Limit the number of posters and brochures you have displayed on walls, shelves, counters, and desks. On average that means 3-4 posters on a 10-foot wall, maybe 4-6 brochures kept in a dispenser at the reception area, and maybe 2 informational desk mats on a desktop — one to use to explain things, one to give the client to take with them. Capitalize on the fact that most information only needs to be shared some of the time.
The same goes for office decor. While your office shouldn’t feel like a sterile laboratory, it’s not an experimental art gallery either. Use discretion of how much art to put up. This is when it helps to get a general consensus from your office staff and or perhaps assistance from your friendly, neighborhood decorator. Artwork and decor in your office should be used sparingly, typically as accents and vignettes, not as a centerpiece.
3. Dress like you mean it. No, we’re not talking about three-piece suits and ballroom gowns. Nor do we suggest trying to hip-out your staff like an Apple store—It’s a brand image that’s hard to pull off if not done right. If you’re not a fashionista, consider at least: slacks, long or short sleeve dress shirt, depending on the season, and an inexpensive badge or embroidery. Avoid knit golf or polo-style shirts. You are there to help with someone taxes, not change the toner on a printer. If you can’t iron or don’t want to go to the dry cleaner, there are plenty of inexpensive, easy-care clothing brands available.
4. Embrace the digital age, at least just a little bit. The icons of office organization used to be a filing cabinet, a Xerox machine, a Rolodex, and a day planner. But today’s clients expect you to be digitally organized. Unfortunately, stacks of files and tax binders harken back to days of yore, (and not in a romantic way). Understand, that you don’t need to make multiple, physical copies of documents, because that can be accomplished digitally, on various affordable digital drives or through various web-based services, with different security option levels. If excel sheets are not your thing, there is an abundance of easy-to-use software tools covering appointments, bookkeeping, signatures, payroll, daily tasks, etc. Even if you don’t like to search the web, software providers and service bureaus are more than happy to direct you to a partner. It’s also why going to a trade show, at least every other year, is a good thing. A real person is on hand to give you the training and information you need to make a decision. Can’t travel? Ask for an online webinar. Most software companies are happy to give you one of those too.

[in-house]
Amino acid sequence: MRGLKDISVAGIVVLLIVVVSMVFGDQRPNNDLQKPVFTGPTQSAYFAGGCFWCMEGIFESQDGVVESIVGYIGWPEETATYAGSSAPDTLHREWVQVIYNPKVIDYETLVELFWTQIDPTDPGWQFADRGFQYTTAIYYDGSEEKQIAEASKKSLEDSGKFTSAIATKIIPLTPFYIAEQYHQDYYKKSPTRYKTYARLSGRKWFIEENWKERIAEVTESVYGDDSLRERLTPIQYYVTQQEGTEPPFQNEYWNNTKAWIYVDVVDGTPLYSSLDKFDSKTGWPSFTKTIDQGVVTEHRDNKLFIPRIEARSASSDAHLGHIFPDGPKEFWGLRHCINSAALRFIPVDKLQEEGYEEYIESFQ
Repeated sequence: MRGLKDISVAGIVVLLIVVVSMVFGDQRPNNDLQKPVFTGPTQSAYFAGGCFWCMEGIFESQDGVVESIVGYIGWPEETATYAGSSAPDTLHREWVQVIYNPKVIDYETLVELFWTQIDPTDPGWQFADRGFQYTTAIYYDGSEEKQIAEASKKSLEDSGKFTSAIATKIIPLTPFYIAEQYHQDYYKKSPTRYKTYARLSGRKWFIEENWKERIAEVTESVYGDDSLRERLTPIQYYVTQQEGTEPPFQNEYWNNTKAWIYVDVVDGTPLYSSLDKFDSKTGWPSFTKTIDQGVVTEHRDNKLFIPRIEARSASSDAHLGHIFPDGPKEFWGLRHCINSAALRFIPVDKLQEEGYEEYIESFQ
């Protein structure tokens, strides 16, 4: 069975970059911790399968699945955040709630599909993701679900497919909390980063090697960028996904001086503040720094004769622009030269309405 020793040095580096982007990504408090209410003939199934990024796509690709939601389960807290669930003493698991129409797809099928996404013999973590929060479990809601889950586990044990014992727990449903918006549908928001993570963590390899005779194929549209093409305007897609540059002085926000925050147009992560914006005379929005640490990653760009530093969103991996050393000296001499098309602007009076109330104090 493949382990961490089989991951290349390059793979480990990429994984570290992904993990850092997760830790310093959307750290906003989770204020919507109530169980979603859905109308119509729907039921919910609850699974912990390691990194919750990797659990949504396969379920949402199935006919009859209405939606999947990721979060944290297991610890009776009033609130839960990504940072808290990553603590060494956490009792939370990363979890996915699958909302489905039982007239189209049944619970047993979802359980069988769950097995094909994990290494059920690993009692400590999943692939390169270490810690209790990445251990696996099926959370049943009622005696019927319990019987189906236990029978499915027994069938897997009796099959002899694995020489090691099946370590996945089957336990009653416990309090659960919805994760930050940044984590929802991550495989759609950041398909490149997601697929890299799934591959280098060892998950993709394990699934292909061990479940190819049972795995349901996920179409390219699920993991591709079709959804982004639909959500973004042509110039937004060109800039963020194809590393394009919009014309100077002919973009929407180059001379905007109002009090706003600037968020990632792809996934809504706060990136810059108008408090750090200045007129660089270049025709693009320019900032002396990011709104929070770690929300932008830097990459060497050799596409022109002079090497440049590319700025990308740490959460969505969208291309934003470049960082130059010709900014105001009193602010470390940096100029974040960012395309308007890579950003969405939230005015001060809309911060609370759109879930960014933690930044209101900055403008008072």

5. Lastly, find yourself a project room if necessary. Whether it’s a place to design, reorganize, or redecorate your office, sometimes having a messy place for days at a time is a necessity.